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Day 17: Snakes Alive! (And dead...)

October 14, 2017

You know you've had a good night's sleep when you realise your makeshift pillow is wet with your saliva before you even open your eyes. It seems every morning on the trail has started this way, and today's was no exception. 

 

The Great Ocean Road is just starting to get a bit better. One thing I don't like about it is that it has no shoulder. At times there's about 30 cm of bitumen for me to edge my trolley into when a car comes in my direction, but for the majority it seems as though the grass has just grown straight onto the road. One thing I do like about it is the Ocean. What a treat it is to be able to hear, see and smell the waves crashing on the shoreline and cliffs not far away. What an even bigger treat to be able to strip off and run into the waves for a refreshing, soothing, waking swim! This is exactly what I did when I got to Peterborough, around 26 km into the day. 

 

Before this though, all I could think about were snakes. The vegetation on the side of the road seemed to be perfect for concealing a sunbathing snake and sure enough, my thoughts manifested into reality! I managed to surprise the first snake I encountered as I stepped off the road to take a photo of some Hoary-headed Grebes (a water bird that dives for its meals) in a small lake. It was a Brown Snake around 1 metre long and around 2 metres to the right of me, thankfully it slithered away into the reeds just after I took this photo:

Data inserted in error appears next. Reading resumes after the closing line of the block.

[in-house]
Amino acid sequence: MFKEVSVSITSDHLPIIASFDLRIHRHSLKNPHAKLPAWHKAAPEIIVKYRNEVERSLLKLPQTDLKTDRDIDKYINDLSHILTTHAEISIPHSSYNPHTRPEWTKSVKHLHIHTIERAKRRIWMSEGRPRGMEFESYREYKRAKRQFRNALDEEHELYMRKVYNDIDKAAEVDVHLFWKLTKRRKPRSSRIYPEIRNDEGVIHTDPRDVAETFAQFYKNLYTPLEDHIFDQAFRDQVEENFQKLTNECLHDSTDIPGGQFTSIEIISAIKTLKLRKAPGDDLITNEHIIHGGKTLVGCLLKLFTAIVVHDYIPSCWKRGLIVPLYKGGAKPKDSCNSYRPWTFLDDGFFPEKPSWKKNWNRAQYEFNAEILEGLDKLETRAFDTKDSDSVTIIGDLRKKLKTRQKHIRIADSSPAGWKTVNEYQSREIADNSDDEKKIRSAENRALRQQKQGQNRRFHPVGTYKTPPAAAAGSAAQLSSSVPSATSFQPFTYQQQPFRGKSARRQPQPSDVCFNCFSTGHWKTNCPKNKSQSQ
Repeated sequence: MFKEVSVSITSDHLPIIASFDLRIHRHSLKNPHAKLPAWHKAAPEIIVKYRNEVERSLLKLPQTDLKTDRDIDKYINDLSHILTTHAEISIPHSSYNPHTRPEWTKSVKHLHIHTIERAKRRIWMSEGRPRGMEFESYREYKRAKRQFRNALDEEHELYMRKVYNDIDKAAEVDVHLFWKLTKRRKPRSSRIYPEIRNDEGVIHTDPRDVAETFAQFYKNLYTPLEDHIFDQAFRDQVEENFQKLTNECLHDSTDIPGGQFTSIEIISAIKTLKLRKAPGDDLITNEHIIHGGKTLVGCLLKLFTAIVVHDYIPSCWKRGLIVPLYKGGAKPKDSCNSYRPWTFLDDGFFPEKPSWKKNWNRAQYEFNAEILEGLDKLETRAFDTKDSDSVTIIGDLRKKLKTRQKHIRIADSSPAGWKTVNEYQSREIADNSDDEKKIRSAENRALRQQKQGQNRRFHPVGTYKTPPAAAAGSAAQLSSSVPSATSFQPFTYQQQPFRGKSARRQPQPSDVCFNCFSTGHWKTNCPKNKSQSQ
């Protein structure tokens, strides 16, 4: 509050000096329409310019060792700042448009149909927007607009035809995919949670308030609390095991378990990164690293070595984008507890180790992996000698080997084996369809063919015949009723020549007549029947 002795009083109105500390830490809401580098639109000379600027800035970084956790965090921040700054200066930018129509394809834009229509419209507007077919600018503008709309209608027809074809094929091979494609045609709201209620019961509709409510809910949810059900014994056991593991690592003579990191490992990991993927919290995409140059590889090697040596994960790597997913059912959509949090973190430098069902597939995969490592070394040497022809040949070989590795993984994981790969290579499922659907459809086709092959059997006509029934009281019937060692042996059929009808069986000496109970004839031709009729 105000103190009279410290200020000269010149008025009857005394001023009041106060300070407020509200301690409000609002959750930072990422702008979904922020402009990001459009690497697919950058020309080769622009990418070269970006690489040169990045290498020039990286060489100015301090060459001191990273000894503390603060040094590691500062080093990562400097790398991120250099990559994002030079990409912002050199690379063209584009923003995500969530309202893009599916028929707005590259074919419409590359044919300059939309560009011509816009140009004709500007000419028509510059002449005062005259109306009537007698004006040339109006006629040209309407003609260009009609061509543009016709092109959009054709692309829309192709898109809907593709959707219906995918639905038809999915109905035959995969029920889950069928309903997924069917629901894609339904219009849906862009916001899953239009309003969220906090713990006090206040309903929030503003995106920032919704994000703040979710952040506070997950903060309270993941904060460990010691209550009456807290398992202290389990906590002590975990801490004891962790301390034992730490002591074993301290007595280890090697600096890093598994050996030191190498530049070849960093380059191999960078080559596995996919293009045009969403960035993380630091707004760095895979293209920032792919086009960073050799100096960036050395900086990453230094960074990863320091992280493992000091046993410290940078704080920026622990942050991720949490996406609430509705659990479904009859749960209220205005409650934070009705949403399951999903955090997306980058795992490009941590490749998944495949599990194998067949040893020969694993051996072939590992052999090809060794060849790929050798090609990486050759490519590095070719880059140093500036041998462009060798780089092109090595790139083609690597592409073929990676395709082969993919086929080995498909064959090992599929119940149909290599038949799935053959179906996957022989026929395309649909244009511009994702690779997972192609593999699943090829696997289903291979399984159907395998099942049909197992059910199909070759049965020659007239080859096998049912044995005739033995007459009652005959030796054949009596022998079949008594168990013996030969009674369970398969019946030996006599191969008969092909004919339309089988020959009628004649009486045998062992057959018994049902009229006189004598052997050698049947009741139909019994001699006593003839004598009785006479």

After this it seemed and sounded like there were snakes sliding away from me in the roadside vegetation every 50 metres! I decided I was being a little melodramatic before I saw what I think was a tiger snake  slide onto the road 50 metres in front of me and promptly get hit and killed by a car. It was very unfortunate, I love snakes and think they're still very misunderstood creatures. They are also extremely important for keeping ecosystems in balance. I didn't see or hear any more snakes after that.

 

So now I've set up camp about 7.5 km from Port Campbell, or 20 km from the 12 Apostles Visitors Centre, which is where I will be meeting young'uns Eliza, Fraser and Jamie from Wollangarra Outdoor Education Centre and co-leader Anne Nunan, all of whom will be joining me for half of the Great Ocean Walk on Monday. I can't wait!

 

 

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